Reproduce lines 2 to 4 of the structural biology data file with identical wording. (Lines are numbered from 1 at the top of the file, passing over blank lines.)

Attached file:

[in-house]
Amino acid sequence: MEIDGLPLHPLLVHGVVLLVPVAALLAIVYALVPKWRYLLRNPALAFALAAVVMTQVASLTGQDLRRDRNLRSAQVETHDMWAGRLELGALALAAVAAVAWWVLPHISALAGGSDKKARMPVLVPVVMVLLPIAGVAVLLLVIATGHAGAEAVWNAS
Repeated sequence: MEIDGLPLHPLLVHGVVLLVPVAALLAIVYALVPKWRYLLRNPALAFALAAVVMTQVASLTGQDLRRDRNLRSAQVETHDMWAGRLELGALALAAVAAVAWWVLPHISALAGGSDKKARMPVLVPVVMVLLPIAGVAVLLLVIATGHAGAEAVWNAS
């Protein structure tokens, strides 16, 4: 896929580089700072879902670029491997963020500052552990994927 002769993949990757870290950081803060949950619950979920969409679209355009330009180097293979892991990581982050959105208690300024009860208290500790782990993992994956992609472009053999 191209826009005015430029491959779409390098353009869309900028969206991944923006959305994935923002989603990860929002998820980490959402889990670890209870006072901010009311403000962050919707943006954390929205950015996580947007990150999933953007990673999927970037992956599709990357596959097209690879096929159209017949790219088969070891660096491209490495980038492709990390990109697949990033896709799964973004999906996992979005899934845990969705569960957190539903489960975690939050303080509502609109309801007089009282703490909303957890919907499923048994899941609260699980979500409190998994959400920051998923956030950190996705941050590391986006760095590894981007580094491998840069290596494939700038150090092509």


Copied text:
Amino acid sequence: MEIDGLPLHPLLVHGVVLLVPVAALLAIVYALVPKWRYLLRNPALAFALAAVVMTQVASLTGQDLRRDRNLRSAQVETHDMWAGRLELGALALAAVAAVAWWVLPHISALAGGSDKKARMPVLVPVVMVLLPIAGVAVLLLVIATGHAGAEAVWNAS
Repeated sequence: MEIDGLPLHPLLVHGVVLLVPVAALLAIVYALVPKWRYLLRNPALAFALAAVVMTQVASLTGQDLRRDRNLRSAQVETHDMWAGRLELGALALAAVAAVAWWVLPHISALAGGSDKKARMPVLVPVVMVLLPIAGVAVLLLVIATGHAGAEAVWNAS
């Protein structure tokens, strides 16, 4: 896929580089700072879902670029491997963020500052552990994927 002769993949990757870290950081803060949950619950979920969409679209355009330009180097293979892991990581982050959105208690300024009860208290500790782990993992994956992609472009053999 191209826009005015430029491959779409390098353009869309900028969206991944923006959305994935923002989603990860929002998820980490959402889990670890209870006072901010009311403000962050919707943006954390929205950015996580947007990150999933953007990673999927970037992956599709990357596959097209690879096929159209017949790219088969070891660096491209490495980038492709990390990109697949990033896709799964973004999906996992979005899934845990969705569960957190539903489960975690939050303080509502609109309801007089009282703490909303957890919907499923048994899941609260699980979500409190998994959400920051998923956030950190996705941050590391986006760095590894981007580094491998840069290596494939700038150090092509």